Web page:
America is in the grips of a cultural revolution. While the general trends of TV tend towards a bright future of streaming, critically acclaimed mini-series, and a wealth of big-name talent on the smaller screen, the vice of nostalgia is beginning to grip America’s airwaves. That idea might make you jump automatically to Stranger Things, but a broader trend of decades-old shows being brought back for a new generation is gathering momentum.

Much like the worst of Hollywood’s continuing fascination with remakes and reboots, the current trend of TV shows being revived and the stale, unchanged nature of the revived shows are enough to make any TV lover weep with frustration. But that doesn’t mean they’re not worth examining. If the ratings for the Roseanne revival are anything to go by, the past may well be the future.

Roseanne is a show which has never had much of a cultural presence in the UK, but between 1988 and 1997 it was pretty much the number one show in the US. Its resurrection this month, after 20 years off the airwaves, has been met with headline-grabbing and controversy, from its astonishingly high ratings to the fact that President Trump called to congratulate Roseanne Barr, the show’s star and real-life vocal Conservative, despite not ringing a single family affected by the Parkland tragedy.

Its resurrection in today’s political climate is genuinely fascinating. It says a lot about the predominant creative mindset on ABC that they would rather resurrect a show about blue-collar, middle-American Conservatives than create a new show with similar ideals.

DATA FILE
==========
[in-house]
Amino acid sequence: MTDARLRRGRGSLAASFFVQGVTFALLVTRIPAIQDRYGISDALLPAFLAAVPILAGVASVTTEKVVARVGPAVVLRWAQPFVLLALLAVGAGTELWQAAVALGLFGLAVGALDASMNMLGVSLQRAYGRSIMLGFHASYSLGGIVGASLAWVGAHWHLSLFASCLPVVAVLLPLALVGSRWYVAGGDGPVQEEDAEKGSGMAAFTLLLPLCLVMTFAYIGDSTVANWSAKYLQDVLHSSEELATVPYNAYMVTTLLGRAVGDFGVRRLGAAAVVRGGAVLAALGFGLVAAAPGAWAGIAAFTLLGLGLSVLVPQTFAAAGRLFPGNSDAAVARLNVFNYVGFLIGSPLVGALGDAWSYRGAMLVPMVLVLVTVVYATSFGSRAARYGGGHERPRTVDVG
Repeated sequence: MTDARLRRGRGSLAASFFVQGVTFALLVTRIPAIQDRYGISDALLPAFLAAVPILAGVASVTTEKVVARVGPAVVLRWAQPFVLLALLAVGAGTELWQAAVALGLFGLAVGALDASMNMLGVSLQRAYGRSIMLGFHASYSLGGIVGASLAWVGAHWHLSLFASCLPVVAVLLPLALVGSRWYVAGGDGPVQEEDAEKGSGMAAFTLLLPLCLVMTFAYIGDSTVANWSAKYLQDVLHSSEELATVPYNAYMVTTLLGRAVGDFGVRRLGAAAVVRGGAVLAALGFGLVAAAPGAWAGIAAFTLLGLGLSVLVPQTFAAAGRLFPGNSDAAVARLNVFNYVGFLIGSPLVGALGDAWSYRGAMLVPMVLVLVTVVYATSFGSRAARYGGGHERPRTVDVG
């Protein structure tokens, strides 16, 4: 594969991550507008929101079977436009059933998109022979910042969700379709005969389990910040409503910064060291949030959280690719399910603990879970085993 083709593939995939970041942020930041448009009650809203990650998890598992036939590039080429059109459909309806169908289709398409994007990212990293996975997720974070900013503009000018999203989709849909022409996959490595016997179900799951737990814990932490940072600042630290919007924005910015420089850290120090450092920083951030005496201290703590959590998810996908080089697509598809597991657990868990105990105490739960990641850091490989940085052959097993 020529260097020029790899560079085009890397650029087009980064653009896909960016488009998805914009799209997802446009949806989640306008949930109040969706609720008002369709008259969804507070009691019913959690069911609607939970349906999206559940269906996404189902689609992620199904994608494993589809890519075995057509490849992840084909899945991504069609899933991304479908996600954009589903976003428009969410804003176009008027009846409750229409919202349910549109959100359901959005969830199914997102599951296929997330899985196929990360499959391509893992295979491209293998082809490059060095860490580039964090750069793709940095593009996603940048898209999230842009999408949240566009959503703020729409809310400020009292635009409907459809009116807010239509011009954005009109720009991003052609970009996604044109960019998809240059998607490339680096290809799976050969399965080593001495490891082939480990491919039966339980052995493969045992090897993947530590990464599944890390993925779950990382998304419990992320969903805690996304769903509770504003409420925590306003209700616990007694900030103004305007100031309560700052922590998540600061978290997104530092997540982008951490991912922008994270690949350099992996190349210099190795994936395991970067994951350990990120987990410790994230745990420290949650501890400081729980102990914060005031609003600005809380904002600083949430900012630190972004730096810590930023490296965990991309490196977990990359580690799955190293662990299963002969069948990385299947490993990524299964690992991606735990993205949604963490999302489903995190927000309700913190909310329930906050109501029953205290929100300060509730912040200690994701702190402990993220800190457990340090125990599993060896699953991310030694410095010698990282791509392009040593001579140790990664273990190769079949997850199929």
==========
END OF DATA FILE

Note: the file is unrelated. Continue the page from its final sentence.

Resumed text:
But it is nice to see a major network reviving a show that is at least conceptually noteworthy by virtue of being aired in a completely different pop cultural landscape than it initially aired in. Netflix haven’t yet managed to complete that same trick despite many more attempts, having ordered continuations of Arrested Development, Gilmore Girls and Fuller House, to name but a few.

Every new season Netflix has ordered seems to demonstrate the pitfalls of rebooting an old show. Arrested Development tried to redo an ensemble comedy where all the members of the ensemble were too famous and busy to sync up their schedules, resulting in a fractured, pale imitation of a once-great show. Revisiting Gilmore Girls seemed only to throw a spotlight on the very worst parts of the original series in the eyes of many fans, and Fuller House seemed only to fare well because Full House was never a show that set the bar very high to begin with.

But to Netflix, none of that really matters. They have a near-bottomless pit of cash to make content with, and as long as they’re creating original content that’s growing their subscriber base, they’re perfectly happy reviving old shows, even if the revivals aren’t particularly good. The revivals are still original, exclusive content, but with an inbuilt audience who are much more likely to revisit a show they remember than to flock to something brand new. Using an existing show as a springboard is also likely to make the creative process significantly easier.

The big question at the end of all if this is: which show will be revived next? Is it too soon to resurrect Parks and Recreation, How I Met Your Mother, or The US Office? Would Friends be able to weather another storm of Buzzfeed articles about how horrendously outdated many of its storylines now are? Has Curb Your Enthusiasm given you hope for a Seinfeld reunion? Make no mistake, folks: whether or not you’re happy with it being a controlling factor in what airs on your tellybox, nostalgia is a cultural force that’s here to stay.